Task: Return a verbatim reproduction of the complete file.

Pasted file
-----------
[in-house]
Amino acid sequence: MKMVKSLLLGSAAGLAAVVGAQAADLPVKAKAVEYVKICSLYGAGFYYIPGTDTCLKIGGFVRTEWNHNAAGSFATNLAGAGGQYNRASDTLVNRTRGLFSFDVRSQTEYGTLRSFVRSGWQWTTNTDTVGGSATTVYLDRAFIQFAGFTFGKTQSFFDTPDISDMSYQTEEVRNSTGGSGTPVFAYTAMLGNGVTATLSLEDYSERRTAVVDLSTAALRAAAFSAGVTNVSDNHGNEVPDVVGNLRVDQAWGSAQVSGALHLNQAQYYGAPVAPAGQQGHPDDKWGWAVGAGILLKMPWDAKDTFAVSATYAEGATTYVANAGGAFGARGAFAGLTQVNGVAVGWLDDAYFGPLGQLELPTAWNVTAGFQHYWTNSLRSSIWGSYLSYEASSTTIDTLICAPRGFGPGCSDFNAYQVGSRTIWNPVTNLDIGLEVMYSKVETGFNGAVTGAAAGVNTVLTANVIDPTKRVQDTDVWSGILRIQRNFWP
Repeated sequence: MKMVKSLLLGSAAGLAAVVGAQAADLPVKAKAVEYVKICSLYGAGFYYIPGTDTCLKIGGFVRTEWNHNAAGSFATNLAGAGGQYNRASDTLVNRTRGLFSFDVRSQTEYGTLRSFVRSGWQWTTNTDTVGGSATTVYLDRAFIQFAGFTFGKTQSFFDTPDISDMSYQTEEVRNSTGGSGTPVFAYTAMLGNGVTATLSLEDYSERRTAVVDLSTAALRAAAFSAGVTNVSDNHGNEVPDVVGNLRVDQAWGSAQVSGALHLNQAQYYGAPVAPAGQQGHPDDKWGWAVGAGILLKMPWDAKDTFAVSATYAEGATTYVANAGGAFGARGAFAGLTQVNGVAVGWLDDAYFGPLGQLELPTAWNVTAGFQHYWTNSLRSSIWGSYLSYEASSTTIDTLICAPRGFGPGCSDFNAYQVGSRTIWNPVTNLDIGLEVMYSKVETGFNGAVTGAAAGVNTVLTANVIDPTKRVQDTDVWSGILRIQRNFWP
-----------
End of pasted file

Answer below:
[in-house]
Amino acid sequence: MKMVKSLLLGSAAGLAAVVGAQAADLPVKAKAVEYVKICSLYGAGFYYIPGTDTCLKIGGFVRTEWNHNAAGSFATNLAGAGGQYNRASDTLVNRTRGLFSFDVRSQTEYGTLRSFVRSGWQWTTNTDTVGGSATTVYLDRAFIQFAGFTFGKTQSFFDTPDISDMSYQTEEVRNSTGGSGTPVFAYTAMLGNGVTATLSLEDYSERRTAVVDLSTAALRAAAFSAGVTNVSDNHGNEVPDVVGNLRVDQAWGSAQVSGALHLNQAQYYGAPVAPAGQQGHPDDKWGWAVGAGILLKMPWDAKDTFAVSATYAEGATTYVANAGGAFGARGAFAGLTQVNGVAVGWLDDAYFGPLGQLELPTAWNVTAGFQHYWTNSLRSSIWGSYLSYEASSTTIDTLICAPRGFGPGCSDFNAYQVGSRTIWNPVTNLDIGLEVMYSKVETGFNGAVTGAAAGVNTVLTANVIDPTKRVQDTDVWSGILRIQRNFWP
Repeated sequence: MKMVKSLLLGSAAGLAAVVGAQAADLPVKAKAVEYVKICSLYGAGFYYIPGTDTCLKIGGFVRTEWNHNAAGSFATNLAGAGGQYNRASDTLVNRTRGLFSFDVRSQTEYGTLRSFVRSGWQWTTNTDTVGGSATTVYLDRAFIQFAGFTFGKTQSFFDTPDISDMSYQTEEVRNSTGGSGTPVFAYTAMLGNGVTATLSLEDYSERRTAVVDLSTAALRAAAFSAGVTNVSDNHGNEVPDVVGNLRVDQAWGSAQVSGALHLNQAQYYGAPVAPAGQQGHPDDKWGWAVGAGILLKMPWDAKDTFAVSATYAEGATTYVANAGGAFGARGAFAGLTQVNGVAVGWLDDAYFGPLGQLELPTAWNVTAGFQHYWTNSLRSSIWGSYLSYEASSTTIDTLICAPRGFGPGCSDFNAYQVGSRTIWNPVTNLDIGLEVMYSKVETGFNGAVTGAAAGVNTVLTANVIDPTKRVQDTDVWSGILRIQRNFWP